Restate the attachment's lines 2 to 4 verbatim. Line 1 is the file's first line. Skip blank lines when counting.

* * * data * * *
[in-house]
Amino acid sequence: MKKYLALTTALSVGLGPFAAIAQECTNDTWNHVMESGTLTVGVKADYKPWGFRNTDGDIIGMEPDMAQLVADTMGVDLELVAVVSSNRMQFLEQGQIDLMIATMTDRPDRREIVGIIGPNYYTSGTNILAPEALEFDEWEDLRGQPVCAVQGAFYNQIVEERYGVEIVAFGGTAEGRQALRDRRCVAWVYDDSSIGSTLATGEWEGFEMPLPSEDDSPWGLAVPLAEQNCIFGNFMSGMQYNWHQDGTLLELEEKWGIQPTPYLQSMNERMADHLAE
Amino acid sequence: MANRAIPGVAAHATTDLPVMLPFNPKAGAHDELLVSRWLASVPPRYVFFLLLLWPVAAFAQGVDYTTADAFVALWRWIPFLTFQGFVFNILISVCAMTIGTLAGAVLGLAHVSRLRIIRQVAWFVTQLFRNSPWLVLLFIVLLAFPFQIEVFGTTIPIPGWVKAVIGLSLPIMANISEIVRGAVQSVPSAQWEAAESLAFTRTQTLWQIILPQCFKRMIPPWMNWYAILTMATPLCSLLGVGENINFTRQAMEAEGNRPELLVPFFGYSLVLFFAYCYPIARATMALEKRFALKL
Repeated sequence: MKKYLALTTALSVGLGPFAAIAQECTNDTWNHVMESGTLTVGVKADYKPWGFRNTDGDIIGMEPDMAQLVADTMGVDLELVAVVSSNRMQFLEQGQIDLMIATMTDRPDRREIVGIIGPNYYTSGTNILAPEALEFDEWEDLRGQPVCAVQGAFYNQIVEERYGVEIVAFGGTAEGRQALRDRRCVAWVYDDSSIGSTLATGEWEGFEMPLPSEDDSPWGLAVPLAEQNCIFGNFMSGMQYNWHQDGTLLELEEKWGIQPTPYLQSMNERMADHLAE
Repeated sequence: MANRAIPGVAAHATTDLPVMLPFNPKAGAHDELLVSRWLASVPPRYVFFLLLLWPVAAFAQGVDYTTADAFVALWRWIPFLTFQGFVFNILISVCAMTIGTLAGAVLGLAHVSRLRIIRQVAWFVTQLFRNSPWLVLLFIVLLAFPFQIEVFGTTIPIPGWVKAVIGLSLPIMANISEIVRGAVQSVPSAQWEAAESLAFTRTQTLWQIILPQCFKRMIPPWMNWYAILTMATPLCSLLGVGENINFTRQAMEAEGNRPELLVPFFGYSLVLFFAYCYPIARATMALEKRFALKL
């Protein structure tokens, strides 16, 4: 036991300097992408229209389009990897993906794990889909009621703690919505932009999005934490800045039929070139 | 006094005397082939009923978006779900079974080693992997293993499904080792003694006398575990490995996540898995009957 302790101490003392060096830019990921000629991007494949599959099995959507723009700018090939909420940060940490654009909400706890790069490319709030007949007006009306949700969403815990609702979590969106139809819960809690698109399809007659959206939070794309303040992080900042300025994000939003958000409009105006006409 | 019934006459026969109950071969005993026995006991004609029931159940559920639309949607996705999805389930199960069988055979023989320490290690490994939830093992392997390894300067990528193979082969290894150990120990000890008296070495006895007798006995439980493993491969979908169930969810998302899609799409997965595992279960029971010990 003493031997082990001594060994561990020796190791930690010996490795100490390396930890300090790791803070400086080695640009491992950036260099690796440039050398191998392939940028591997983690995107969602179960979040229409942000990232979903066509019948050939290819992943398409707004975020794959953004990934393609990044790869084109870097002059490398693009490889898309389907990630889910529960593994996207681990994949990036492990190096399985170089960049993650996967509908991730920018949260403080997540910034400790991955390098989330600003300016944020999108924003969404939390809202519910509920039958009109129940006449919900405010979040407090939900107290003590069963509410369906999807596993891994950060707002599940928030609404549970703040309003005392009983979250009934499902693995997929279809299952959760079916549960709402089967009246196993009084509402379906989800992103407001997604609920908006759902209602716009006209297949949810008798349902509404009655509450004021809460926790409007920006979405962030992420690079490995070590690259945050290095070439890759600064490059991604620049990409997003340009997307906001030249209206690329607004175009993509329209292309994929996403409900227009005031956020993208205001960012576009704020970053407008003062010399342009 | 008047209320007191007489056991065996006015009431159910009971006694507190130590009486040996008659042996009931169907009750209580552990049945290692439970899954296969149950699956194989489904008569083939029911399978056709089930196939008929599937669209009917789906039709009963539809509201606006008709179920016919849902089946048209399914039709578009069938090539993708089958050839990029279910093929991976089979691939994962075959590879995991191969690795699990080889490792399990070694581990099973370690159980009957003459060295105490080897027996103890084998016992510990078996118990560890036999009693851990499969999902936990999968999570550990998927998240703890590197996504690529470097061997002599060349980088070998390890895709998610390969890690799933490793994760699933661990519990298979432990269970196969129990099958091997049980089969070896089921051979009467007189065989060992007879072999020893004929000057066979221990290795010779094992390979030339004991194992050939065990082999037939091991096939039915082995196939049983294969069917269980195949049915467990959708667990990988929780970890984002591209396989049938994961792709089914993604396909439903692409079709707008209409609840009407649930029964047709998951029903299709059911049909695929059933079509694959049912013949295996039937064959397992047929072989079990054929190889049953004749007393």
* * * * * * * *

Amino acid sequence: MKKYLALTTALSVGLGPFAAIAQECTNDTWNHVMESGTLTVGVKADYKPWGFRNTDGDIIGMEPDMAQLVADTMGVDLELVAVVSSNRMQFLEQGQIDLMIATMTDRPDRREIVGIIGPNYYTSGTNILAPEALEFDEWEDLRGQPVCAVQGAFYNQIVEERYGVEIVAFGGTAEGRQALRDRRCVAWVYDDSSIGSTLATGEWEGFEMPLPSEDDSPWGLAVPLAEQNCIFGNFMSGMQYNWHQDGTLLELEEKWGIQPTPYLQSMNERMADHLAE
Amino acid sequence: MANRAIPGVAAHATTDLPVMLPFNPKAGAHDELLVSRWLASVPPRYVFFLLLLWPVAAFAQGVDYTTADAFVALWRWIPFLTFQGFVFNILISVCAMTIGTLAGAVLGLAHVSRLRIIRQVAWFVTQLFRNSPWLVLLFIVLLAFPFQIEVFGTTIPIPGWVKAVIGLSLPIMANISEIVRGAVQSVPSAQWEAAESLAFTRTQTLWQIILPQCFKRMIPPWMNWYAILTMATPLCSLLGVGENINFTRQAMEAEGNRPELLVPFFGYSLVLFFAYCYPIARATMALEKRFALKL
Repeated sequence: MKKYLALTTALSVGLGPFAAIAQECTNDTWNHVMESGTLTVGVKADYKPWGFRNTDGDIIGMEPDMAQLVADTMGVDLELVAVVSSNRMQFLEQGQIDLMIATMTDRPDRREIVGIIGPNYYTSGTNILAPEALEFDEWEDLRGQPVCAVQGAFYNQIVEERYGVEIVAFGGTAEGRQALRDRRCVAWVYDDSSIGSTLATGEWEGFEMPLPSEDDSPWGLAVPLAEQNCIFGNFMSGMQYNWHQDGTLLELEEKWGIQPTPYLQSMNERMADHLAE